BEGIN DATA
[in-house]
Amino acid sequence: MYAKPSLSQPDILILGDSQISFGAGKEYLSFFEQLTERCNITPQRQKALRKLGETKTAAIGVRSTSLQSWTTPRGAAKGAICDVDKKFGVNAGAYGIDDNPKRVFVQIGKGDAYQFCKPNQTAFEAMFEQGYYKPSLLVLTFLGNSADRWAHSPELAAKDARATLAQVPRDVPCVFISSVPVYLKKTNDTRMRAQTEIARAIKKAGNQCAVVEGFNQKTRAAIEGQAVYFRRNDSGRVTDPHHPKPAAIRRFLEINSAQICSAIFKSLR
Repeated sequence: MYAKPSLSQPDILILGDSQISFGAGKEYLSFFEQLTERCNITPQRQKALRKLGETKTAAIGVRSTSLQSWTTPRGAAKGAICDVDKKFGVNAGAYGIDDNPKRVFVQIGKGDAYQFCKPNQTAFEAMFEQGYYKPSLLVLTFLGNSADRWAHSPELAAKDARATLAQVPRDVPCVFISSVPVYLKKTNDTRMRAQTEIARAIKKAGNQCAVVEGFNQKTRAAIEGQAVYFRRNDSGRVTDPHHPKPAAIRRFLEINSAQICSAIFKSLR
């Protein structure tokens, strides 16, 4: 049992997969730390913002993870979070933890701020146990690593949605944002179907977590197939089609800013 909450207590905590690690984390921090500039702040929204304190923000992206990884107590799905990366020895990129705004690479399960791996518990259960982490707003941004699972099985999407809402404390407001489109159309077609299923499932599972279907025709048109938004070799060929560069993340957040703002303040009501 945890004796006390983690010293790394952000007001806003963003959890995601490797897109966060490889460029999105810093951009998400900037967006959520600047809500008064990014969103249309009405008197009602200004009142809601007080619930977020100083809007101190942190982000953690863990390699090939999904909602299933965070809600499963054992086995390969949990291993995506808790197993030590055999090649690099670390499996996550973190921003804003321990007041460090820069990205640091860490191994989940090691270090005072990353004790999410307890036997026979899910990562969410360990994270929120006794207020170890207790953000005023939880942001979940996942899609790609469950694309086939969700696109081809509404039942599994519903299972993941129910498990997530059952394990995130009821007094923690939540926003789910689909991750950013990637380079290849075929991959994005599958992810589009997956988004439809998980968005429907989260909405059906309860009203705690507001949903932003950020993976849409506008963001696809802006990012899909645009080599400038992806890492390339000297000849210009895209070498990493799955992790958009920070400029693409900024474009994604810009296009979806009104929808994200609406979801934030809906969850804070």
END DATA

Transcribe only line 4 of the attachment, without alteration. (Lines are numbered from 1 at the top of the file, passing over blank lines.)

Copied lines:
């Protein structure tokens, strides 16, 4: 049992997969730390913002993870979070933890701020146990690593949605944002179907977590197939089609800013 909450207590905590690690984390921090500039702040929204304190923000992206990884107590799905990366020895990129705004690479399960791996518990259960982490707003941004699972099985999407809402404390407001489109159309077609299923499932599972279907025709048109938004070799060929560069993340957040703002303040009501 945890004796006390983690010293790394952000007001806003963003959890995601490797897109966060490889460029999105810093951009998400900037967006959520600047809500008064990014969103249309009405008197009602200004009142809601007080619930977020100083809007101190942190982000953690863990390699090939999904909602299933965070809600499963054992086995390969949990291993995506808790197993030590055999090649690099670390499996996550973190921003804003321990007041460090820069990205640091860490191994989940090691270090005072990353004790999410307890036997026979899910990562969410360990994270929120006794207020170890207790953000005023939880942001979940996942899609790609469950694309086939969700696109081809509404039942599994519903299972993941129910498990997530059952394990995130009821007094923690939540926003789910689909991750950013990637380079290849075929991959994005599958992810589009997956988004439809998980968005429907989260909405059906309860009203705690507001949903932003950020993976849409506008963001696809802006990012899909645009080599400038992806890492390339000297000849210009895209070498990493799955992790958009920070400029693409900024474009994604810009296009979806009104929808994200609406979801934030809906969850804070």